Q: Can you speak a little bit about the increasing incidences of melanoma and non-melanoma skin cancers?
The incidences of all skin cancers has increased probably tenfold in the last twenty years or so, for any number of reasons. We think some of it is due to excess sun exposure with inappropriate protection or in some instances no protection at all from the sun. In this part of the world we do not get a huge amount of sun so it is difficult to use this reason as the only reason why we have such an increase. I think it is certainly something to do with the damage that has been caused to the ozone layer and the depletion of the ozone layer results in an absence of protection for our skin in terms of the ultra violet light coming through.
I see differing amounts of skin cancer in different parts of the country. For example, in and around Kilkenny where there is a very big farming community it is hugely evident. My clinics would be replete with farmers who spent all their lives outdoors and they certainly were not using sun lotion on back in the day and will not put it on now. So I think the result of increased incidences of melanoma and non-melanoma skin cancers is a combination of damage to the ozone layer and perhaps an increase in outdoor activities. It may also be in fact that we are recognising skin cancers much more than we did previously. Not a lot of skin cancers are ultimately fatal, they can grow and they cause problems but they do not necessarily cause your demise thankfully.
Q: What are the steps that people can take in terms of vigilance with regards to skincare?
I think vigilance is the key. It is sometimes difficult as we can normally only see around 50% of our body when we look in the mirror so this makes it difficult to keep an eye on our skin. So the first thing is it is probably a good idea to have somebody else keep an eye on your skin, ideally your general practitioner or even a family member or friend. What you really need to look out for is any new skin lesions that you were not born with or any skin lesions that you were born with but that have now changed, i.e. have increased in size, they have become itchy, have started to bleed or darkened in colour. These would be the cardinal signs that we would look for. However if a patient has a concern that something has changed you are probably best off seeing an expert or somebody with an interest in skin, be that a dermatologist or perhaps a GP with an interest in skin or somebody like me.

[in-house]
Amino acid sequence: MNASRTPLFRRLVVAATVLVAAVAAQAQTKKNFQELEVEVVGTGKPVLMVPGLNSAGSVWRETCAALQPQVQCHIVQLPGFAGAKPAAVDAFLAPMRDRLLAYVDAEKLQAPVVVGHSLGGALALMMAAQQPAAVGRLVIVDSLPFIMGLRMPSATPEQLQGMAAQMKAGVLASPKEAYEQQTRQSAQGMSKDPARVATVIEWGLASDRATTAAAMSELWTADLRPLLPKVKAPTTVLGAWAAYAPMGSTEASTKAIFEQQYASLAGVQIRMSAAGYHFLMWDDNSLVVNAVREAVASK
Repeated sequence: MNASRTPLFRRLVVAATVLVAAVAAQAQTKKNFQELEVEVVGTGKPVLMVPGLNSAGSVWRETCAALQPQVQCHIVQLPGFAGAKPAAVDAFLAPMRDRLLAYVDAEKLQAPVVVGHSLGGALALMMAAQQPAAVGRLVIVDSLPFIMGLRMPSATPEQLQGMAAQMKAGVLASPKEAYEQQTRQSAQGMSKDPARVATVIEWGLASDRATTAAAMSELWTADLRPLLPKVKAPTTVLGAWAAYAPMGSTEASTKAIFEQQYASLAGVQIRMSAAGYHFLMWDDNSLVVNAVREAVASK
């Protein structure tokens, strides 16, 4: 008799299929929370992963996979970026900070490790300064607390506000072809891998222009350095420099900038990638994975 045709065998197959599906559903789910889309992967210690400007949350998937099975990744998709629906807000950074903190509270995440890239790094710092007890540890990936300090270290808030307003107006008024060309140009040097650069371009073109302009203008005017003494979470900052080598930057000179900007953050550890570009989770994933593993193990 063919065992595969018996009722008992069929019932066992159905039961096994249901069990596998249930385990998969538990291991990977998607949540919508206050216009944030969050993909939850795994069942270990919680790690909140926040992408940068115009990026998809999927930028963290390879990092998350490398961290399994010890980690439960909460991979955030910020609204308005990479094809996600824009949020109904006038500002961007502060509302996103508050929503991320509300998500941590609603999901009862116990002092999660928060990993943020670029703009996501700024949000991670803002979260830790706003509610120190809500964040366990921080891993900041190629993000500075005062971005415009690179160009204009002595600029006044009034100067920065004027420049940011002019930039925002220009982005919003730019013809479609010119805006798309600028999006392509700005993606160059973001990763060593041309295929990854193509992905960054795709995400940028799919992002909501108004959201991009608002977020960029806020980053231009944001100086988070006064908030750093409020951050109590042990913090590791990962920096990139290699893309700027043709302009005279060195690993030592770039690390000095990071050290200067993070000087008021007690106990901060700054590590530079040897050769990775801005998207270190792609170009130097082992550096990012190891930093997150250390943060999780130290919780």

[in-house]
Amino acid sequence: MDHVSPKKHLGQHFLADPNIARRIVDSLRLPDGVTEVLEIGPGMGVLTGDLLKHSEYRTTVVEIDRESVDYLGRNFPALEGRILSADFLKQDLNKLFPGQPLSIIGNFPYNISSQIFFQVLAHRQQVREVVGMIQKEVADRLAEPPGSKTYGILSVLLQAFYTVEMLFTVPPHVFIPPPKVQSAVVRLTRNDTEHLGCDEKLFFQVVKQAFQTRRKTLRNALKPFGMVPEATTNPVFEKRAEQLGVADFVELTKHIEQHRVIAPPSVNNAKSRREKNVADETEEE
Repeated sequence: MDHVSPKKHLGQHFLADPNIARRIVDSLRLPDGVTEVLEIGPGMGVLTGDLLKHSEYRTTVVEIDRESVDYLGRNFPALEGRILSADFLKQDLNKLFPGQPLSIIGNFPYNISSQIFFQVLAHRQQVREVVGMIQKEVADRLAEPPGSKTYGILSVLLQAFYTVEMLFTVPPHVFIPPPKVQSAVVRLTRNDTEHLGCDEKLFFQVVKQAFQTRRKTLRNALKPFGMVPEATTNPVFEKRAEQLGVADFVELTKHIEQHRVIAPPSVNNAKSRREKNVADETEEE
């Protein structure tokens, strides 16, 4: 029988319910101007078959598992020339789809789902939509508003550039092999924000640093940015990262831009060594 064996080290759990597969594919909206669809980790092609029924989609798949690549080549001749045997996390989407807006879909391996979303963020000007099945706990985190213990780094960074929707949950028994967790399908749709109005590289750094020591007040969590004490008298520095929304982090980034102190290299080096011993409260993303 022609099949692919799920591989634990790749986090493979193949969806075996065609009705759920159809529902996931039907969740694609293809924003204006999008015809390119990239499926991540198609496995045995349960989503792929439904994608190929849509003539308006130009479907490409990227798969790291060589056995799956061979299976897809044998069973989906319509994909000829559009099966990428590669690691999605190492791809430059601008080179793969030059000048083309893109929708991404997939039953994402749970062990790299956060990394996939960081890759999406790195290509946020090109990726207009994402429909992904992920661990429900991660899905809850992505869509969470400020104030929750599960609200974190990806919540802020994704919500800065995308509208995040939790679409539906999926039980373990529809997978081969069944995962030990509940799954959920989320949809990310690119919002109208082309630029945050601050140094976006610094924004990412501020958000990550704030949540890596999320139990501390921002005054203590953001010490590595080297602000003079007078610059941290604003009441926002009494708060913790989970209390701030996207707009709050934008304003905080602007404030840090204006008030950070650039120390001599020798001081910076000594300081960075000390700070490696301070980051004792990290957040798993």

Thereafter you just need to be aware of your skin. We generally do not think of the skin as an organ but it actually is the biggest organ in the body. Your skin can often change because of holidays and lifestyle and so forth and the lesion changes colour, and that is normal. But a mole that changes colour in isolation is not normal and should be investigated.
Q: What are the main causes of skin cancer?
The short answer is that we do not actually know what the specific cause of skin cancer is. It may be as a consequence of depletion in the ozone layer, as a consequence of lifestyle, i.e. people spending more time exposing themselves to the sun, for example it is now cheaper than ever to afford a sun holiday. However it is probably a combination of decreased natural protection from harmful rays heretofore provided by the ozone layer and excessive sun exposure without taking adequate precautions, be that using appropriate sun protection cream or appropriate clothing.
Q: Are Irish people more at risk of developing skin cancer?
Irish people are more at risk of developing skin cancer because we have less natural protection within our skin. The majority of Irish people are a fair skinned race and because of that we do not have the capacity to absorb harmful sunrays and to manage them appropriately. Whereas a darker skinned person will have more melanin or pigment in their skin and they can therefore absorb sunlight without causing quite so much sun damage. That is not to say that dark skinned people do not get skin cancer, they do, however it is just much more common in pale skinned races where the skin is damaged by harmful sunlight.